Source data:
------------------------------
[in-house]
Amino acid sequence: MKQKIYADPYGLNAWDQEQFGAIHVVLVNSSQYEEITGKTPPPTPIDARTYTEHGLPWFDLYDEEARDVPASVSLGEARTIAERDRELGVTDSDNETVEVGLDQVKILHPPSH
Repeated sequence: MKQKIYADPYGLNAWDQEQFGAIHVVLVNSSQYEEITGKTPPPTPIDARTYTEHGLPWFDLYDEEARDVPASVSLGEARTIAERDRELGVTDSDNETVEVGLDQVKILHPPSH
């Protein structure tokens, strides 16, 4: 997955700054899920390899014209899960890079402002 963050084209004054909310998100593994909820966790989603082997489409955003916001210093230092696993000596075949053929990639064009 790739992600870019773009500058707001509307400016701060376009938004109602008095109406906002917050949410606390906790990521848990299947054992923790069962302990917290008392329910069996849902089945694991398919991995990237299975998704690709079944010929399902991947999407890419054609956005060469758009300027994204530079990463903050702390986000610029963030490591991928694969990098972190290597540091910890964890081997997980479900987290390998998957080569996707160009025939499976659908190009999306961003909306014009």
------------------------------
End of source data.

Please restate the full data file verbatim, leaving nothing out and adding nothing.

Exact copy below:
[in-house]
Amino acid sequence: MKQKIYADPYGLNAWDQEQFGAIHVVLVNSSQYEEITGKTPPPTPIDARTYTEHGLPWFDLYDEEARDVPASVSLGEARTIAERDRELGVTDSDNETVEVGLDQVKILHPPSH
Repeated sequence: MKQKIYADPYGLNAWDQEQFGAIHVVLVNSSQYEEITGKTPPPTPIDARTYTEHGLPWFDLYDEEARDVPASVSLGEARTIAERDRELGVTDSDNETVEVGLDQVKILHPPSH
């Protein structure tokens, strides 16, 4: 997955700054899920390899014209899960890079402002 963050084209004054909310998100593994909820966790989603082997489409955003916001210093230092696993000596075949053929990639064009 790739992600870019773009500058707001509307400016701060376009938004109602008095109406906002917050949410606390906790990521848990299947054992923790069962302990917290008392329910069996849902089945694991398919991995990237299975998704690709079944010929399902991947999407890419054609956005060469758009300027994204530079990463903050702390986000610029963030490591991928694969990098972190290597540091910890964890081997997980479900987290390998998957080569996707160009025939499976659908190009999306961003909306014009």